Back at the Obsidian, the other Umbrellas are dealing with a Harlan problem. The episode kicked off with a little recap of what happened to Harlan and Sissy after they left their farm in 1963, which mostly entails them having to move over and over again any time Harlan let his powers get out of control. That all changes on October 1, 1989, when Sissy dies in the hospital — Harlan lets out a wild energy wave in anguish, making everything around him explode. When Viktor gets Harlan alone, he learns more about what his life has been since they last saw each other. Harlan explains that he's connected to everyone with powers, he hears them inside his head — this explains the use of sounds on those tapes to calm himself — and the noise gets louder the closer they are. When Viktor let out that big wave during that first fight with the Sparrows? That's what drew Harlan to Viktor's location. 

But that connection has a real down side. Like, the worst down side. As suspected, it's no coincidence that Sissy died on October 1, 1989, the same day all of the Umbrellas' mothers died, too. In that moment after his mother dies, when Harlan is wildly out of control and exploding s—, that connection causes him to, well, explode the brains of those women who would be the Umbrellas' mothers. He killed the mothers, thus setting the Grandfather Paradox into motion. Viktor knows that his siblings will not take this news well. You can see it in his face that he fears what will come next.

The Umbrella Academy. (L to R) Robert Sheehan as Klaus Hargreeves, David Castañeda as Diego Hargreeves, Javon 'Wanna' Walton as Stan in episode 304 of The Umbrella Academy. Cr. Courtesy of Netflix © 2022
Robert Sheehan as Klaus Hargreeves, David Castañeda as Diego Hargreeves, Javon 'Wanna' Walton as Stan
| Credit: Netflix

Turndown Service

  • Diego puts the two biggest pains in his ass — his son Stanley and brother Klaus — on cleaning duty after Stanley almost burnt down the hotel. The two get along well until they enter the White Buffalo Suite and Stan accidentally sets off a spear gun right into Klaus's chest, killing him. I know it seems wild that Klaus dying isn't the major news coming out of this episode, but we're not even halfway through the season, so I have a feeling Klaus will be just fine somehow.
  • Between that newspaper clipping showing us Reggie was there at the opening of the hotel, all of the Obsidian/Oblivion stuff, and the fact that he has a painting of a white buffalo over his mantle, it seems like dear old dad is going to have much more to do with the central mystery of this season than he's currently letting on.
  • I'm glad the show took a moment to let Allison talk about how hard it was to be a Black woman in the 1960s, and that she has that conversation with her only sibling who is also a person of color, Diego. She admits that she's just so angry about everything and that she doesn't know what to do with it all (she almost melted Sloane's brain by rumoring her too hard!). Diego helps in his own way: He brings her to a bar full of white supremacists so that they can beat up some racists. It's worked for him in the past!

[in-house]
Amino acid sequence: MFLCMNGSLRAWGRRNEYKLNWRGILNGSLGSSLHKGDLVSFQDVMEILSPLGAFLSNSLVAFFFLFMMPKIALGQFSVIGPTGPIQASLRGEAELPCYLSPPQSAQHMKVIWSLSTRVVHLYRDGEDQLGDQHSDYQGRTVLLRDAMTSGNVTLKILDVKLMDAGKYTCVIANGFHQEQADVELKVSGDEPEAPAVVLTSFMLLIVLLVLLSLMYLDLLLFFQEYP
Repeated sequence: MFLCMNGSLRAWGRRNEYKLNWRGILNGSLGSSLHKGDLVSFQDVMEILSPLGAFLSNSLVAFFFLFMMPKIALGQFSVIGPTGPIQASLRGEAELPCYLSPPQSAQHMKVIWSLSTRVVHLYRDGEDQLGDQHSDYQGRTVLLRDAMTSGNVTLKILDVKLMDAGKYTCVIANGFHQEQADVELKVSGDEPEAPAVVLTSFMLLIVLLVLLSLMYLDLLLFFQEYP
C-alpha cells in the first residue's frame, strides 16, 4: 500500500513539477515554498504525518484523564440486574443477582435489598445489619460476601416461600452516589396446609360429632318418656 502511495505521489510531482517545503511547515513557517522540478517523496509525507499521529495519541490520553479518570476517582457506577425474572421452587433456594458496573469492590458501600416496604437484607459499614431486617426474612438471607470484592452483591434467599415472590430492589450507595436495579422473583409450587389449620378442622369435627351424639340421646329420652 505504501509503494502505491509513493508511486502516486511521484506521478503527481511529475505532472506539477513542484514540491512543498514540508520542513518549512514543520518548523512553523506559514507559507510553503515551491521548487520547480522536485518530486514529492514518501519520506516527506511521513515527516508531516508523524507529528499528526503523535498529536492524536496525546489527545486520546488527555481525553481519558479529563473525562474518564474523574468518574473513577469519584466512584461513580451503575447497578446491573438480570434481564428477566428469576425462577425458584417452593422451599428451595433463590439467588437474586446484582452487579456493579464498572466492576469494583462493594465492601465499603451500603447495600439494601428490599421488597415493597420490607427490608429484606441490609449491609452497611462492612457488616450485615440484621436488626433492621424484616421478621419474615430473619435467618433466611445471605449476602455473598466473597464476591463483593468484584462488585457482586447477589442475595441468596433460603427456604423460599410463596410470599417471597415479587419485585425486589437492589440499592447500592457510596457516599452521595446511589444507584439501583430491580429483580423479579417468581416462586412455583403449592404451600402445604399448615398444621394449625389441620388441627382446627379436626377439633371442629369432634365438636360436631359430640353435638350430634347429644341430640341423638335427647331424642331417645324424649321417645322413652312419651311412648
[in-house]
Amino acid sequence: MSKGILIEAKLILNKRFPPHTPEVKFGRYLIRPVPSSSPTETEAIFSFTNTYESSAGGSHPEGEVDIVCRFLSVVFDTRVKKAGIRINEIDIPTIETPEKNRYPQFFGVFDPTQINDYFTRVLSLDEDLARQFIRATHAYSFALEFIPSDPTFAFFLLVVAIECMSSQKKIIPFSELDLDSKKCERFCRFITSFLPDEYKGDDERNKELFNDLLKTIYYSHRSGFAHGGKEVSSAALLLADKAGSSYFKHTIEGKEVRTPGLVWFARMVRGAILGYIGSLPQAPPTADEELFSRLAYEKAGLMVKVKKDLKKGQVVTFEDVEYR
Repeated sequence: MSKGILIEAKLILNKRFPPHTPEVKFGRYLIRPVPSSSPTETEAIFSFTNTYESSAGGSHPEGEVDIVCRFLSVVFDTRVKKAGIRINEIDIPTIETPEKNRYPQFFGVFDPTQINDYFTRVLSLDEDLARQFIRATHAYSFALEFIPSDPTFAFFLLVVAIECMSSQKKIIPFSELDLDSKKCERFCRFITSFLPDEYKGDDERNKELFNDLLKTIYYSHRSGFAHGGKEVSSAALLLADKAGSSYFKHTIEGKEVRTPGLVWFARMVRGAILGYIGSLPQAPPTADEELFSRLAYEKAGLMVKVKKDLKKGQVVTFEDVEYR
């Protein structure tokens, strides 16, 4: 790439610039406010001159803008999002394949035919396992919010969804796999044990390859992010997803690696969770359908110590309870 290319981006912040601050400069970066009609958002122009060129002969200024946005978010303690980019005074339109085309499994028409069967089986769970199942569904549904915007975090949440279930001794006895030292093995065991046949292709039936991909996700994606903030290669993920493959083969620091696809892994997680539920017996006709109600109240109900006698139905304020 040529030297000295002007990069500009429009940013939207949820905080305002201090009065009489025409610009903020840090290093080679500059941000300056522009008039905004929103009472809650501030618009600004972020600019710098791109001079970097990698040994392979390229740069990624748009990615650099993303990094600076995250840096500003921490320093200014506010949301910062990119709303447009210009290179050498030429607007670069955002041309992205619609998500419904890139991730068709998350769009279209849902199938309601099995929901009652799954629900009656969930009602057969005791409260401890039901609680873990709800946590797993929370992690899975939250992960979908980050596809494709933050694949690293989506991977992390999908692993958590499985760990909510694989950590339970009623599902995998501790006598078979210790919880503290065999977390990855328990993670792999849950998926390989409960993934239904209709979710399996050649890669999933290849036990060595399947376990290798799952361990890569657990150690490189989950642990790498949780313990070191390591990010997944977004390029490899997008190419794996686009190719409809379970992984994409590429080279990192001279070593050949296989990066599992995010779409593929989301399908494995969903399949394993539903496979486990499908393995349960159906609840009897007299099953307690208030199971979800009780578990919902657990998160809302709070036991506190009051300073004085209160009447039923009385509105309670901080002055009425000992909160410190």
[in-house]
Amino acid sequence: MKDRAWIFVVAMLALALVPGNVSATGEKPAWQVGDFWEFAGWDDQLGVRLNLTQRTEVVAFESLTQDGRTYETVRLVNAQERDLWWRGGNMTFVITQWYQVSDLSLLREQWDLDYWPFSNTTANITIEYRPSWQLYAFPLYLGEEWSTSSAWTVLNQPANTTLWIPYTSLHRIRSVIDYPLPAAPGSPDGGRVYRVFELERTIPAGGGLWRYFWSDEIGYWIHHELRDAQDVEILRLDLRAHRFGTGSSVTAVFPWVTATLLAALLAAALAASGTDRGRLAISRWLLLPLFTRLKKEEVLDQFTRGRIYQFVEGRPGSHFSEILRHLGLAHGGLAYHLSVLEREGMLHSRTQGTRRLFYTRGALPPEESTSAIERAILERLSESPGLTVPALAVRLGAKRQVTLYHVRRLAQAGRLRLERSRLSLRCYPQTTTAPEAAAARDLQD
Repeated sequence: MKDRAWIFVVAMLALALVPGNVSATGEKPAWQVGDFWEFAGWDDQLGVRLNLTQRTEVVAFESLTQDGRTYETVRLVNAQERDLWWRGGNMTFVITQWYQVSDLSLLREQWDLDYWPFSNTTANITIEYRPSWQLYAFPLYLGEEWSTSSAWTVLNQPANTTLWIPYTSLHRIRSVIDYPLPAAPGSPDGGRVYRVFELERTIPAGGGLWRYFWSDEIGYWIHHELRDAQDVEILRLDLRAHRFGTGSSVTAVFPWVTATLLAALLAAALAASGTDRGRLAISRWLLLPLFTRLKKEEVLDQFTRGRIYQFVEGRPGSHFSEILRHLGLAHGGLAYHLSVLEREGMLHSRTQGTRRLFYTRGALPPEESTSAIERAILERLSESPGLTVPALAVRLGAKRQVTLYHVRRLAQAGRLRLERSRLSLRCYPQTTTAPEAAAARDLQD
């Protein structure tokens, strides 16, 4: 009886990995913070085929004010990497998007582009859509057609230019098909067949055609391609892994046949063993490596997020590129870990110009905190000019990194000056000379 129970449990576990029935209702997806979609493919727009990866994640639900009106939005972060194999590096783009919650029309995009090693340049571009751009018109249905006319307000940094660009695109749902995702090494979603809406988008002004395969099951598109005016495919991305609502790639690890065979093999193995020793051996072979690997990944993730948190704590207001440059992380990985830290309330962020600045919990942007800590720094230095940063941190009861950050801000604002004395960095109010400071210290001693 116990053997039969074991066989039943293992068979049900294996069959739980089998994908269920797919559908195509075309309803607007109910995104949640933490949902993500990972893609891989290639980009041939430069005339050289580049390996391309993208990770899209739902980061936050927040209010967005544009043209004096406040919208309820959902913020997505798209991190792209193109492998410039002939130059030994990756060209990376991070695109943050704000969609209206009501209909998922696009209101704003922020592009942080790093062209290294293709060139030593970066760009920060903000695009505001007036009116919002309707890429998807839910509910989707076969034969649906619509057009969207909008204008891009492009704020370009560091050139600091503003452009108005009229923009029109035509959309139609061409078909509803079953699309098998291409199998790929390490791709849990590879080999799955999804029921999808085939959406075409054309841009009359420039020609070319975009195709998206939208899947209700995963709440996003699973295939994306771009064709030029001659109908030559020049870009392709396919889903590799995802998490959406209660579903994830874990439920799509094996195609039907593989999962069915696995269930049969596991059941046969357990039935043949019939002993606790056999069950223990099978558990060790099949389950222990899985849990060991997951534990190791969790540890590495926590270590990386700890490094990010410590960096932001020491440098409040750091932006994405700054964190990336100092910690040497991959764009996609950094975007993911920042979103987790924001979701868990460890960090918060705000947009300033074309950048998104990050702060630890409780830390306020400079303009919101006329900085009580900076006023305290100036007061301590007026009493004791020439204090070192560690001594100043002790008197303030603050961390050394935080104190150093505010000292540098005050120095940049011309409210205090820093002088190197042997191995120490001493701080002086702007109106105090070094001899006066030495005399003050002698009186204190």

• After the big loss at the Obsidian, Ben, who has declared himself the Sparrows' new Number One, is spiraling. He has this insatiable need to be seen as a great leader and he just isn't. When Reginald hints at some secret plan, he latches on to it. When the Umbrellas return Sloane and the bodies of Jayme and Alphonso, he tells them that if they don't turn Harlan over, they'll pay a steep price. He's making all sorts of big, risky decisions!
  • Okay, Luther has annoyed me in the past, but his big speech to Sloane about how all he has is his family, who he would do anything for — except betray her? It's very sweet! I guess these two are really in love?

Episode 5: Kindest Cut

There's some real wish fulfillment happening for our Hargreeves siblings, but while some of those are things to celebrate, there are also several cases of "be careful what you wish for" here at the midpoint of the season. Should we kick things off with that Allison and Luther scene? It's one of the most gutting of the series and I'm not even on board with that 'ship! 

After Five and Lila return and let everyone know that there's a Kugelblitz and it's going to destroy the entire universe, everybody's pretty devastated. And also exhausted! This is their third apocalypse in a month! The best way to stop it would've been using a briefcase to travel back in time and stop whatever caused the paradox (which we now know was Harlan killing the Umbrella moms) before it happens. Without a briefcase though — the one Five and Lila hotwired to get to the Commission is now useless — that's a no-go. Plan B is to team up with the Sparrows and fight this thing together. Of course, the Sparrows won't play ball until the Umbrellas turn over Harlan. Viktor is not going to let that happen without a fight. All of this disagreement over what to do next really hits Allison hard. She's been non-stop drinking since learning that Claire doesn't exist and that bar brawl Diego took her to the night before helped relieve some tension, but not enough. She's hurting. Luther is the first sibling to really see how much, because of course he is.